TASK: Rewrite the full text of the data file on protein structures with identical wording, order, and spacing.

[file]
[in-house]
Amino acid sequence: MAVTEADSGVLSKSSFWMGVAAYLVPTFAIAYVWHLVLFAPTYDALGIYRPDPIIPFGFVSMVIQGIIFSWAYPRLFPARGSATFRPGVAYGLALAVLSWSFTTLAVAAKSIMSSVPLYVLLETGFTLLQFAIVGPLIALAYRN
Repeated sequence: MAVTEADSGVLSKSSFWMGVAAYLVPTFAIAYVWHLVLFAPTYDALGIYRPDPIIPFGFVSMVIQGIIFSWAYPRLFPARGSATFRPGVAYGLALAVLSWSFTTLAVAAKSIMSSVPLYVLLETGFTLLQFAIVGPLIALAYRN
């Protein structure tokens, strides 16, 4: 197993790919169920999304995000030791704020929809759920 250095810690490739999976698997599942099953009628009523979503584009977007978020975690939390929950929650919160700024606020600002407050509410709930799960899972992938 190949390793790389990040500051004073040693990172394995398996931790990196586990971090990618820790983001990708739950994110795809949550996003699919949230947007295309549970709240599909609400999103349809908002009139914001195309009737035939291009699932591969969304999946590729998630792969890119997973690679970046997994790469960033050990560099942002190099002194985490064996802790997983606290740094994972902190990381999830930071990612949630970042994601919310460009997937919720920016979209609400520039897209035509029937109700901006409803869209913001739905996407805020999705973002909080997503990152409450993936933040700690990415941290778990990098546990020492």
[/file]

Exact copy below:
[in-house]
Amino acid sequence: MAVTEADSGVLSKSSFWMGVAAYLVPTFAIAYVWHLVLFAPTYDALGIYRPDPIIPFGFVSMVIQGIIFSWAYPRLFPARGSATFRPGVAYGLALAVLSWSFTTLAVAAKSIMSSVPLYVLLETGFTLLQFAIVGPLIALAYRN
Repeated sequence: MAVTEADSGVLSKSSFWMGVAAYLVPTFAIAYVWHLVLFAPTYDALGIYRPDPIIPFGFVSMVIQGIIFSWAYPRLFPARGSATFRPGVAYGLALAVLSWSFTTLAVAAKSIMSSVPLYVLLETGFTLLQFAIVGPLIALAYRN
């Protein structure tokens, strides 16, 4: 197993790919169920999304995000030791704020929809759920 250095810690490739999976698997599942099953009628009523979503584009977007978020975690939390929950929650919160700024606020600002407050509410709930799960899972992938 190949390793790389990040500051004073040693990172394995398996931790990196586990971090990618820790983001990708739950994110795809949550996003699919949230947007295309549970709240599909609400999103349809908002009139914001195309009737035939291009699932591969969304999946590729998630792969890119997973690679970046997994790469960033050990560099942002190099002194985490064996802790997983606290740094994972902190990381999830930071990612949630970042994601919310460009997937919720920016979209609400520039897209035509029937109700901006409803869209913001739905996407805020999705973002909080997503990152409450993936933040700690990415941290778990990098546990020492």